A confined flare with an interesting eruption

Science Nugget: October 06, 2000


This week's nugget details the happenings of an X1.2 flare that occurred on September 30 around 23:00 UT in NOAA Active Region #9177. This event had an interesting eruption that starts in typical fashion, but never gets anywhere -- i.e., it is "confined". The location of this flare event and the light curves from the GOES satellite are shown below (click the thumbnails to get the big picture). The image below (left) is from some 11 hours prior to the flare, but gives some context as to what we're looking at -- a bright active region near the Sun's West limb. The two bright knots in the center of this active region are the approximate locations of the footpoints of the flare's magnetic loops, seen below.

The GOES plot, above right, shows the time variation of the soft X-ray flux. The purple band near the top shows when SXT was in flare mode, the sparse set of orange lines just below that show the times of the full-frame images, and the blue lines that are packed tightly together show the times of the partial frame images. Yohkoh got great data coverage during the later impulsive phase of the flare, but for reasons not yet apparent to the author we have a gap in the data right before flare mode kicked in. It is possible, but unlikely, we'll be able to fill in this gap.

A CME denied?

The following movie is a series of Full-resolution (Open+NuDen)/AlMg images, with dark current and other artifacts removed. A blob of material being ejected to the west, away from the limb, is evident in several frames, but this ejection is not visible in the half-resolution or quarter-resolution images. This is curious because these lower resolutions have the advantage of having (a) larger field of view and (b) better signal to noise, but to no avail. Furthermore, a glance at the on-line LASCO data shows no obvious CME eruption from this event. A CME isn't necessarily required, per se, but CME signatures in X-rays have been thought about before at some length and are common for energetic flares.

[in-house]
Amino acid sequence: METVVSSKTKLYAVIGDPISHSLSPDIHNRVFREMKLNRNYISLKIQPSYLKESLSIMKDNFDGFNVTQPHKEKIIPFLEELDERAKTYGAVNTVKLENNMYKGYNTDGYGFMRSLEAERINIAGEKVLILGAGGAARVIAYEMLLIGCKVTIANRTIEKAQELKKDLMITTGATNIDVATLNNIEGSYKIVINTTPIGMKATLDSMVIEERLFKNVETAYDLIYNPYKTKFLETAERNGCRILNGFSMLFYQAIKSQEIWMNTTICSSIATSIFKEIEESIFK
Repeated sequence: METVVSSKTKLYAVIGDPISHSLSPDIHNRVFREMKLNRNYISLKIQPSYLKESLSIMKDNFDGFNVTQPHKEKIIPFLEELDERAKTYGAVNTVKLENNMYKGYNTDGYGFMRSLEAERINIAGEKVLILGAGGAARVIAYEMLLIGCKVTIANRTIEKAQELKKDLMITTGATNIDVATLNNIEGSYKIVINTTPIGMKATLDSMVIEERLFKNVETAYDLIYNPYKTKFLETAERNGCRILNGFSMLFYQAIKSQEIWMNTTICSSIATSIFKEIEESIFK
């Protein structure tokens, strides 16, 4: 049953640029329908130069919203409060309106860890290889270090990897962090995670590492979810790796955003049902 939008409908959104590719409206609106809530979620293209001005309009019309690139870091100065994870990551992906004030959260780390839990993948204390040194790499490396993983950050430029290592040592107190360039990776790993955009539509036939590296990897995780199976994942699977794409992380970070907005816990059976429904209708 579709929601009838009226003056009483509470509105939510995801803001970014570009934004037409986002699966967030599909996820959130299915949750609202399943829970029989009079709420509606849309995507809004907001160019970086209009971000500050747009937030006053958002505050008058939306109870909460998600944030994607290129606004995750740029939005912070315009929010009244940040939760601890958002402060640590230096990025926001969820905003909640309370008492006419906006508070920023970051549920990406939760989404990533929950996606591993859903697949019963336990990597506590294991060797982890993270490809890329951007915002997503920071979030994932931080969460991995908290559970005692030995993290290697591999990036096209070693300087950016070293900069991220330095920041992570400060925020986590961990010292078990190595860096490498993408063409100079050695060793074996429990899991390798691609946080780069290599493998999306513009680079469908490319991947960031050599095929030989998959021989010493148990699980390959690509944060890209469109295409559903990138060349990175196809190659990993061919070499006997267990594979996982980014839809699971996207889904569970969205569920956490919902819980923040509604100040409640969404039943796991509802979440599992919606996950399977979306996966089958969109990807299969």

So, we have an event that spurred the GOES X-ray flux to X1.2 and a ghostly ejection to the southwest. Did the Yohkoh hard X-ray telescope see anything?

The answer is yes: HXT has lots of counts in all channels:

Efforts to make quality movies of the HXT data have proven difficult for reasons not yet clear to this novice HXT user. However, we did succeed in collecting nice images near the beginning of the flare. This three figures below show soft X-ray images (SXT thick Al) with contours of the HXT imagery from the beginning of the flare. From left to right, this shows the HXT LO, M1, and M2 channels (thermal, intermediate, and highly nonthermal X-rays). The SXT image used here clearly shows the blob of material that is ejected to the southwest.

The bright blob of material ejected during the impulsive phase near the beginning of this event is sufficiently active as to appear in several of the HXT channels (though this is probably not well-demonstrated by the figures shown here). The questions raised by this nugget might include: what happened to the ejecta? How did this event manage an X1.2 rating? Why don't we see it in the quarter-resolution images? What happens between the end of our FOV, and the beginning of the LASCO C2 coronagraph, where it never (according to our untrained eyes) appears?

October 6, 2000

Brian Handy <handy@isass0.solar.isas.ac.jp>